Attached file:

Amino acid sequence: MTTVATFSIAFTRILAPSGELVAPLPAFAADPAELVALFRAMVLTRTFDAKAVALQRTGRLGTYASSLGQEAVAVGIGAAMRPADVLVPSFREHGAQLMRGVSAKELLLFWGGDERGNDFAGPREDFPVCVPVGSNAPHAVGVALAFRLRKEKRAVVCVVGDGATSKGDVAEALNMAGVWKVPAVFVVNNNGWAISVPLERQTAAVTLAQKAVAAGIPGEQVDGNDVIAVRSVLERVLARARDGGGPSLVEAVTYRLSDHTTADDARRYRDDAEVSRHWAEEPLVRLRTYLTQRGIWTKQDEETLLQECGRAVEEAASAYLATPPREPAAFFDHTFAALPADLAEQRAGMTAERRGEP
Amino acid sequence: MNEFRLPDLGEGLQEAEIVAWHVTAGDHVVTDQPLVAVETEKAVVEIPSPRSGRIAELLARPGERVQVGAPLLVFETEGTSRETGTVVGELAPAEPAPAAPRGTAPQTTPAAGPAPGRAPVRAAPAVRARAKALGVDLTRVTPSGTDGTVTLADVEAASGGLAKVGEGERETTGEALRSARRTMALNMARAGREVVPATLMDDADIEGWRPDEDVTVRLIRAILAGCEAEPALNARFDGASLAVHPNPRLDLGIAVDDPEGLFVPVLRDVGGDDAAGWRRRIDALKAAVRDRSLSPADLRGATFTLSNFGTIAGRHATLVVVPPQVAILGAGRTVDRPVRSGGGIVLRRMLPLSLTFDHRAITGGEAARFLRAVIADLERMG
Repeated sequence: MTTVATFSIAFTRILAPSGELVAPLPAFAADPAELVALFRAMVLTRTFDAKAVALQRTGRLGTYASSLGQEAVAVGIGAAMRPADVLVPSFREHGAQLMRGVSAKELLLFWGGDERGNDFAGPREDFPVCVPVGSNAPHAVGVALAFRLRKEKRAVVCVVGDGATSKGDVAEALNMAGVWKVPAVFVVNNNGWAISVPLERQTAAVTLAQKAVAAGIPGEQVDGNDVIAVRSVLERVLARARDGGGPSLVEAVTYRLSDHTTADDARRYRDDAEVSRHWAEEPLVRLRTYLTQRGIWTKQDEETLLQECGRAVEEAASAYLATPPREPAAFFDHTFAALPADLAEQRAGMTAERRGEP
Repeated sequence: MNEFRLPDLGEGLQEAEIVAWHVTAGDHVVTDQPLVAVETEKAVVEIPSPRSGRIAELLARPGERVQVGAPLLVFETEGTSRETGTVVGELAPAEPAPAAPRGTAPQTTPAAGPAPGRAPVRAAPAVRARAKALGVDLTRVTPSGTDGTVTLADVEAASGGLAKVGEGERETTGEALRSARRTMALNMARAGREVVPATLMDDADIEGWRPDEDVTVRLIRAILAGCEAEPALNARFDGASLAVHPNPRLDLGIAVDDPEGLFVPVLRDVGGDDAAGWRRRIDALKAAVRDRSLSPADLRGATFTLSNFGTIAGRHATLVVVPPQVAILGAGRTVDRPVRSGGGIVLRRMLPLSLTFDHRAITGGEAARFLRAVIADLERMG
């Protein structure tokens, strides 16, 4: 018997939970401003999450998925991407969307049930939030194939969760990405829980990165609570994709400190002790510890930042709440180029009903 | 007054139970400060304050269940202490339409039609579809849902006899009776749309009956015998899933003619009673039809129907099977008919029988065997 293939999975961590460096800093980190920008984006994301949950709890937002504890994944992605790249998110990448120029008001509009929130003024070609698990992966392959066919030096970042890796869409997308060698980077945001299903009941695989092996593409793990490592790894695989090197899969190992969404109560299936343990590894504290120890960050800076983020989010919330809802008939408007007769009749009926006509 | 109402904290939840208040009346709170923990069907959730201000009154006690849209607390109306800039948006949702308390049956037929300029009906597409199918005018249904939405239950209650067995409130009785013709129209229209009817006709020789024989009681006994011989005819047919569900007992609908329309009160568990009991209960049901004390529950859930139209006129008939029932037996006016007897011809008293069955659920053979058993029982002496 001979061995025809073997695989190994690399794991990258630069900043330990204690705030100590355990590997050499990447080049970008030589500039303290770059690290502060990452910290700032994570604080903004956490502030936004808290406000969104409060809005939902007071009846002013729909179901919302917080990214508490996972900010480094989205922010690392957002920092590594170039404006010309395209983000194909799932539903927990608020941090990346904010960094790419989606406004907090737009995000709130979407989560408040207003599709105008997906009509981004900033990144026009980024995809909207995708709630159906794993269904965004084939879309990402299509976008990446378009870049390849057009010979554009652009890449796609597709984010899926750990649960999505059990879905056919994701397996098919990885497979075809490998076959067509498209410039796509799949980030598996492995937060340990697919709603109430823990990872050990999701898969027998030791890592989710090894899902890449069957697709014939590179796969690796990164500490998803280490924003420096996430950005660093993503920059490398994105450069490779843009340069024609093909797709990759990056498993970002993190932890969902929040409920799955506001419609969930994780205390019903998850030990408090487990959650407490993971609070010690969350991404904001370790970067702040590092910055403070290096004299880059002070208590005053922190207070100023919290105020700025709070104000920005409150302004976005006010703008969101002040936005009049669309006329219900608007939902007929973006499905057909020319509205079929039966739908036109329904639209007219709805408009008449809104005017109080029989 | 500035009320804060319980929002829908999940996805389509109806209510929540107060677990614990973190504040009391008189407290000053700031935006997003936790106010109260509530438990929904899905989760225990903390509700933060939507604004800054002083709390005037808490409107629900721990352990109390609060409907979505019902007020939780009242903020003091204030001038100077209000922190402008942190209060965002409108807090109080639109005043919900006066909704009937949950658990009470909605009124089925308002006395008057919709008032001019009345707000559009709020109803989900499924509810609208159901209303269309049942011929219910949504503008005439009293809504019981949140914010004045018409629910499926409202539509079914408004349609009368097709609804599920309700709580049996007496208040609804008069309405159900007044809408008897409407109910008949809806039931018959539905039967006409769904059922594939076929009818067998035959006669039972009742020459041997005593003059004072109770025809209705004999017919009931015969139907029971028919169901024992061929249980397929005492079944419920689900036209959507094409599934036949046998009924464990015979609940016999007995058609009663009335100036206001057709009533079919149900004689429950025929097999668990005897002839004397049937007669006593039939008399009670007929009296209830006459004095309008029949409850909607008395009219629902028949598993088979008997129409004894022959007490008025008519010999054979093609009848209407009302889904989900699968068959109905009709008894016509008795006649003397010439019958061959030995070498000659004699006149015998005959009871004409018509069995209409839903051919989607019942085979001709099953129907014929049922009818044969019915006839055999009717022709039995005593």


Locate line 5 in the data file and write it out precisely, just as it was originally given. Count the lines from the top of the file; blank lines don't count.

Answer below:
């Protein structure tokens, strides 16, 4: 018997939970401003999450998925991407969307049930939030194939969760990405829980990165609570994709400190002790510890930042709440180029009903 | 007054139970400060304050269940202490339409039609579809849902006899009776749309009956015998899933003619009673039809129907099977008919029988065997 293939999975961590460096800093980190920008984006994301949950709890937002504890994944992605790249998110990448120029008001509009929130003024070609698990992966392959066919030096970042890796869409997308060698980077945001299903009941695989092996593409793990490592790894695989090197899969190992969404109560299936343990590894504290120890960050800076983020989010919330809802008939408007007769009749009926006509 | 109402904290939840208040009346709170923990069907959730201000009154006690849209607390109306800039948006949702308390049956037929300029009906597409199918005018249904939405239950209650067995409130009785013709129209229209009817006709020789024989009681006994011989005819047919569900007992609908329309009160568990009991209960049901004390529950859930139209006129008939029932037996006016007897011809008293069955659920053979058993029982002496 001979061995025809073997695989190994690399794991990258630069900043330990204690705030100590355990590997050499990447080049970008030589500039303290770059690290502060990452910290700032994570604080903004956490502030936004808290406000969104409060809005939902007071009846002013729909179901919302917080990214508490996972900010480094989205922010690392957002920092590594170039404006010309395209983000194909799932539903927990608020941090990346904010960094790419989606406004907090737009995000709130979407989560408040207003599709105008997906009509981004900033990144026009980024995809909207995708709630159906794993269904965004084939879309990402299509976008990446378009870049390849057009010979554009652009890449796609597709984010899926750990649960999505059990879905056919994701397996098919990885497979075809490998076959067509498209410039796509799949980030598996492995937060340990697919709603109430823990990872050990999701898969027998030791890592989710090894899902890449069957697709014939590179796969690796990164500490998803280490924003420096996430950005660093993503920059490398994105450069490779843009340069024609093909797709990759990056498993970002993190932890969902929040409920799955506001419609969930994780205390019903998850030990408090487990959650407490993971609070010690969350991404904001370790970067702040590092910055403070290096004299880059002070208590005053922190207070100023919290105020700025709070104000920005409150302004976005006010703008969101002040936005009049669309006329219900608007939902007929973006499905057909020319509205079929039966739908036109329904639209007219709805408009008449809104005017109080029989 | 500035009320804060319980929002829908999940996805389509109806209510929540107060677990614990973190504040009391008189407290000053700031935006997003936790106010109260509530438990929904899905989760225990903390509700933060939507604004800054002083709390005037808490409107629900721990352990109390609060409907979505019902007020939780009242903020003091204030001038100077209000922190402008942190209060965002409108807090109080639109005043919900006066909704009937949950658990009470909605009124089925308002006395008057919709008032001019009345707000559009709020109803989900499924509810609208159901209303269309049942011929219910949504503008005439009293809504019981949140914010004045018409629910499926409202539509079914408004349609009368097709609804599920309700709580049996007496208040609804008069309405159900007044809408008897409407109910008949809806039931018959539905039967006409769904059922594939076929009818067998035959006669039972009742020459041997005593003059004072109770025809209705004999017919009931015969139907029971028919169901024992061929249980397929005492079944419920689900036209959507094409599934036949046998009924464990015979609940016999007995058609009663009335100036206001057709009533079919149900004689429950025929097999668990005897002839004397049937007669006593039939008399009670007929009296209830006459004095309008029949409850909607008395009219629902028949598993088979008997129409004894022959007490008025008519010999054979093609009848209407009302889904989900699968068959109905009709008894016509008795006649003397010439019958061959030995070498000659004699006149015998005959009871004409018509069995209409839903051919989607019942085979001709099953129907014929049922009818044969019915006839055999009717022709039995005593």